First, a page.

Open access peer-reviewed chapter

Introductory Chapter: Synchrotron Radiation-Basics and Concepts

By Daisy Joseph

Reviewed: February 20th 2019Published: March 21st 2019

DOI: 10.5772/intechopen.85346

Downloaded: 614

1. Introduction

When an electron traveling at nearly the speed of light in an orbit, emits a continuum of electromagnetic radiation tangential to the orbit, it gives you a synchrotron light which is the synchrotron radiation.

The main difference is that a cyclotron accelerates the particles in a spiral since the magnetic field is constant, whereas the synchrotron adjusts the magnetic field to keep the particles in a circular orbit. There are now more than 60 synchrotrons and free electron lasers (FELs) around the world dedicated to applications in physics, engineering, pharmacology, and new materials, to name but a few. As the electrons are deflected through the magnetic field created by the magnets, they give off electromagnetic radiation, so that at each bending magnet, a beam of synchrotron light is produced. SR—synchrotron radiation—can be used in a variety of spectroscopy techniques, namely, XAFS, soft X-ray, imaging, X-ray lithography, dispersive EXAFS, scanning EXAFS, EDXRD, XRF, protein crystallography, and X-ray beam diagnostic visible beam diagnostic to name a few.

1.1 Synchrotron radiation can give us a versatile field of X-ray spectroscopy which is the X-ray absorption spectroscopy (XAS)

X-ray interacts with all electrons in matter when its energy exceeds the binding energy of the electron. X-ray excites or ionizes the electron to a previously unoccupied electronic state (bound, quasi bound, or continuum). The study of this process is XAS.

Since the binding energy of core electrons is element specific, XAS is element and core level specific (e.g., Si K-edge at 1840 eV is the 1s electronic excitation threshold of silicon).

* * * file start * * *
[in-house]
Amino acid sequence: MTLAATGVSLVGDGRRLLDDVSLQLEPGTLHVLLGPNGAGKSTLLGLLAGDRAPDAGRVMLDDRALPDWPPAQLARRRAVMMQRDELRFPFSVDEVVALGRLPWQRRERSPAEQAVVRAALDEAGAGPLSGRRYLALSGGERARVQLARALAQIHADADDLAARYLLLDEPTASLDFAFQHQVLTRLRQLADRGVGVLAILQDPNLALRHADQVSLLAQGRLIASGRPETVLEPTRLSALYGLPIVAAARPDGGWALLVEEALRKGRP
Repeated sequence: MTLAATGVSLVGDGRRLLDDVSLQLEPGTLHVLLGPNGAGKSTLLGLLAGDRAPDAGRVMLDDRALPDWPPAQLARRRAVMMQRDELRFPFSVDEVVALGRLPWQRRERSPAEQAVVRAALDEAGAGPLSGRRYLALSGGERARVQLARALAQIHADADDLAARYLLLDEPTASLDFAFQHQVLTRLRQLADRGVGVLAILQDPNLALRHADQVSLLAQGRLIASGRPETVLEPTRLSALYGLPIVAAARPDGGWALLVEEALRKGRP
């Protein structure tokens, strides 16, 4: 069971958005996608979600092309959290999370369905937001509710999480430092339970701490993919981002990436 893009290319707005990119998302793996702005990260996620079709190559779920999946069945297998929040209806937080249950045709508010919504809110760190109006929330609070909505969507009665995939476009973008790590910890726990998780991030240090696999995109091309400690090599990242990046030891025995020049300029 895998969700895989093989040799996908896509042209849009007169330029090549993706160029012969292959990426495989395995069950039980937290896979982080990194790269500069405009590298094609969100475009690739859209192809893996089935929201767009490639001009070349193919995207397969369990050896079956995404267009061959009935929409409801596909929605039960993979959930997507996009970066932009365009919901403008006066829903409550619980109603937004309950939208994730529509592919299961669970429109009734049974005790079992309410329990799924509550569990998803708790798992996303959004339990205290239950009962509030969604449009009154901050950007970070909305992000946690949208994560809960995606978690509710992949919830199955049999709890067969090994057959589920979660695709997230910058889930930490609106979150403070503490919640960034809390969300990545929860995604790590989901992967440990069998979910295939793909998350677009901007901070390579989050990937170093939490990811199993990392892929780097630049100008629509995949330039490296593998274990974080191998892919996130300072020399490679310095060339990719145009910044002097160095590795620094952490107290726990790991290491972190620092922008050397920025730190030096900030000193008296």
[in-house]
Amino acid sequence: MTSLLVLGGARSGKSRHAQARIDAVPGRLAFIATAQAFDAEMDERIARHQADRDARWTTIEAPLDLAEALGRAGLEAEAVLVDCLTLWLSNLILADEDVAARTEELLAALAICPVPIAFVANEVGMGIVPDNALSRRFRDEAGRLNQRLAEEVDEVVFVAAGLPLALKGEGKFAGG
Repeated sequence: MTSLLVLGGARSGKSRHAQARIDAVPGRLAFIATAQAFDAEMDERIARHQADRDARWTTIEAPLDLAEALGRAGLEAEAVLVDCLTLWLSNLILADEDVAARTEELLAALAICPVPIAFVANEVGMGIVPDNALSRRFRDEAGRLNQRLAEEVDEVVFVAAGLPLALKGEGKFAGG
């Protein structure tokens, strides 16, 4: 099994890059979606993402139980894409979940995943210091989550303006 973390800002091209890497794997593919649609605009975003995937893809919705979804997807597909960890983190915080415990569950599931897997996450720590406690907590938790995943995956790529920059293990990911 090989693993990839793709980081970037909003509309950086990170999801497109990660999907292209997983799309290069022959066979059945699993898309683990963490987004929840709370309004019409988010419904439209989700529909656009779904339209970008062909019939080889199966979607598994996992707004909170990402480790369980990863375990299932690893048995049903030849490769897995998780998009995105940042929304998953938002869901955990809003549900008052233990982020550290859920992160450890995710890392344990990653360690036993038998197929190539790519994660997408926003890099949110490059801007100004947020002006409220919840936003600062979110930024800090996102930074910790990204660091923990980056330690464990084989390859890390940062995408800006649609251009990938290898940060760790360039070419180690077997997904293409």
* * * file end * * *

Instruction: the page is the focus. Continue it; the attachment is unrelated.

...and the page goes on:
X-ray Absorption spectroscopy is often referred to as follows:

  1. NEXAFSfor low Z elements (C, N, O, F, etc. K-edge, Si, P, S, L-edges) or

  2. XAFS(XANESand EXAFS) for intermediate Z and high Z elements.

As core electron is excited with hvgreater than or equal to the threshold (Eo), it is excited to a final state defined by the chemical environment, which modulates the absorption coefficient relative to that of a free atom. This modulationis known the XAFS(Figure 1),

  • XAFS contains all the information about the local structure and bonding of the absorbing atom

  • XAFS study requires a tunable X-ray sourcewhich is the synchrotron radiation

Figure 1.

XAS instrumentation.

NEXAFS(near edge X-ray absorption fine structures) describes the absorption features in the vicinity of an absorption edge up to ~50 eV above the edge (for low Z elements for historical reasons). It is exactly the same as XANES(X-ray absorption near edge structures), which is often used together with EXAFS(extended X-ray absorption fine structures) to describe the modulation of the absorption coefficient of an element in a chemical environment from below the edge to ~50 eV above (XANES), then to as much as 1000 eV above the threshold (EXAFS). NEXAFSand XANESare often used interchangeably. XAFSand XASare also often used interchangeably.

Molecular spectra in absorption can be measured very efficiently using SR, and a survey of molecular cross-sections in the XUV of importance for Earth’s atmospheric processes is at present being conducted. The energy of the electrons ejected by the photons can be measured with high accuracy. The binding energy of electrons in atoms is thus measured directly. The technique is generally called photoelectron spectroscopy (PES). The code symbols XPS, UPS, and ESCA are used to differentiate applications:

XPS is PES with X-ray sources; UPS is PES with U.V. sources. ESCA means electron spectroscopy for chemical analysis.

I hope that this book on Synchrotron Radiation will elucidate the technique of synchrotron radiation in a very crisp and precise manner. It will definitely bring out not only the technological aspects but also its applications in a variety of fields.

© 2019 The Author(s). Licensee IntechOpen. This chapter is distributed under the terms of the Creative Commons Attribution 3.0 License, which permits unrestricted use, distribution, and reproduction in any medium, provided the original work is properly cited.

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Daisy Joseph (March 21st 2019). Introductory Chapter: Synchrotron Radiation-Basics and Concepts, Synchrotron Radiation - Useful and Interesting Applications, Daisy Joseph, IntechOpen, DOI: 10.5772/intechopen.85346. Available from:

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